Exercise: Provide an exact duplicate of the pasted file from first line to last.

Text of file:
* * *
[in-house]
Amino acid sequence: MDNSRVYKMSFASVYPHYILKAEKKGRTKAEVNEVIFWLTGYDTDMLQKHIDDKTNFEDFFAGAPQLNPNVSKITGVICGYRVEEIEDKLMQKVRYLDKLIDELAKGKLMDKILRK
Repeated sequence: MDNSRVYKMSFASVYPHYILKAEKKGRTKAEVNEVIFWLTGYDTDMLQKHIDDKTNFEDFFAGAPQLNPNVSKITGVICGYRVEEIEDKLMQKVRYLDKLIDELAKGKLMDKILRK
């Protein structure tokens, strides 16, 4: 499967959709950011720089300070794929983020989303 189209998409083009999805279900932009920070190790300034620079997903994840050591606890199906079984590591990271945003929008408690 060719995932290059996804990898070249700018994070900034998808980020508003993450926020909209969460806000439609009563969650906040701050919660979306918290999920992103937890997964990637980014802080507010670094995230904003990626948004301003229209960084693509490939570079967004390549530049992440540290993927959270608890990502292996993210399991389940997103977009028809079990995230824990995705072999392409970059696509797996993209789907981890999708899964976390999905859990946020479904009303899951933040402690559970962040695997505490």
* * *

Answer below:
[in-house]
Amino acid sequence: MDNSRVYKMSFASVYPHYILKAEKKGRTKAEVNEVIFWLTGYDTDMLQKHIDDKTNFEDFFAGAPQLNPNVSKITGVICGYRVEEIEDKLMQKVRYLDKLIDELAKGKLMDKILRK
Repeated sequence: MDNSRVYKMSFASVYPHYILKAEKKGRTKAEVNEVIFWLTGYDTDMLQKHIDDKTNFEDFFAGAPQLNPNVSKITGVICGYRVEEIEDKLMQKVRYLDKLIDELAKGKLMDKILRK
């Protein structure tokens, strides 16, 4: 499967959709950011720089300070794929983020989303 189209998409083009999805279900932009920070190790300034620079997903994840050591606890199906079984590591990271945003929008408690 060719995932290059996804990898070249700018994070900034998808980020508003993450926020909209969460806000439609009563969650906040701050919660979306918290999920992103937890997964990637980014802080507010670094995230904003990626948004301003229209960084693509490939570079967004390549530049992440540290993927959270608890990502292996993210399991389940997103977009028809079990995230824990995705072999392409970059696509797996993209789907981890999708899964976390999905859990946020479904009303899951933040402690559970962040695997505490």